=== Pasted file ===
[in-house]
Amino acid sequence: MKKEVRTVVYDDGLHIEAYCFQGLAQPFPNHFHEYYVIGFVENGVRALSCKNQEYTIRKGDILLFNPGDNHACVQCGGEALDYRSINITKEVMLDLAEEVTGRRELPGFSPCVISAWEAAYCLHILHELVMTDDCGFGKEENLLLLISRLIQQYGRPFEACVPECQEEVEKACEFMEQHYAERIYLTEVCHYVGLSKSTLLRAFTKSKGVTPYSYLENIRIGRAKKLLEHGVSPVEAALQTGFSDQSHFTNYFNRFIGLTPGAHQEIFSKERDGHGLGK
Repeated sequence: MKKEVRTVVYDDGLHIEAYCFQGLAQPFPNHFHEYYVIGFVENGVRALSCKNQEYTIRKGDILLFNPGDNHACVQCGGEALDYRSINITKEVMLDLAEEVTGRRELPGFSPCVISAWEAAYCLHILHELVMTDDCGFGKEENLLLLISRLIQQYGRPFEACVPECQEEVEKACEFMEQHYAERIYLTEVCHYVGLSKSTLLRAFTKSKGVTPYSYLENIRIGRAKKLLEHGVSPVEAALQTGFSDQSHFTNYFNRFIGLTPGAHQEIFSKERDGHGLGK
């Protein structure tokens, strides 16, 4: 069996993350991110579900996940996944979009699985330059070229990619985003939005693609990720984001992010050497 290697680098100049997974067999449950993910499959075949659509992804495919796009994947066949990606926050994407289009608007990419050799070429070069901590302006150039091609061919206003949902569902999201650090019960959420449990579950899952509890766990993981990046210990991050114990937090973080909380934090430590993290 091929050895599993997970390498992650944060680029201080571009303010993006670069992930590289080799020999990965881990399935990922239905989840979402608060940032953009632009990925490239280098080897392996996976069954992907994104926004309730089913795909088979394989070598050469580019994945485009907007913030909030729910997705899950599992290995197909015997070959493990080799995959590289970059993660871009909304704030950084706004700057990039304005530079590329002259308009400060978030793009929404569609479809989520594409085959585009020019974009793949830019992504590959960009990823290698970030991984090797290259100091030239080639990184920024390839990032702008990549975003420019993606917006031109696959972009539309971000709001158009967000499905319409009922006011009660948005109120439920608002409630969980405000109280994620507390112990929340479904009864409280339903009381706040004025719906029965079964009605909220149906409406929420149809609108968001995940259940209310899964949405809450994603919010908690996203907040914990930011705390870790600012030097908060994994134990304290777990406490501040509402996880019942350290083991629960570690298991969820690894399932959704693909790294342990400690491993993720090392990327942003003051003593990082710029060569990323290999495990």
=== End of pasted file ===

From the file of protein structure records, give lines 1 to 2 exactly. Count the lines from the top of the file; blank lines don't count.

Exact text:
[in-house]
Amino acid sequence: MKKEVRTVVYDDGLHIEAYCFQGLAQPFPNHFHEYYVIGFVENGVRALSCKNQEYTIRKGDILLFNPGDNHACVQCGGEALDYRSINITKEVMLDLAEEVTGRRELPGFSPCVISAWEAAYCLHILHELVMTDDCGFGKEENLLLLISRLIQQYGRPFEACVPECQEEVEKACEFMEQHYAERIYLTEVCHYVGLSKSTLLRAFTKSKGVTPYSYLENIRIGRAKKLLEHGVSPVEAALQTGFSDQSHFTNYFNRFIGLTPGAHQEIFSKERDGHGLGK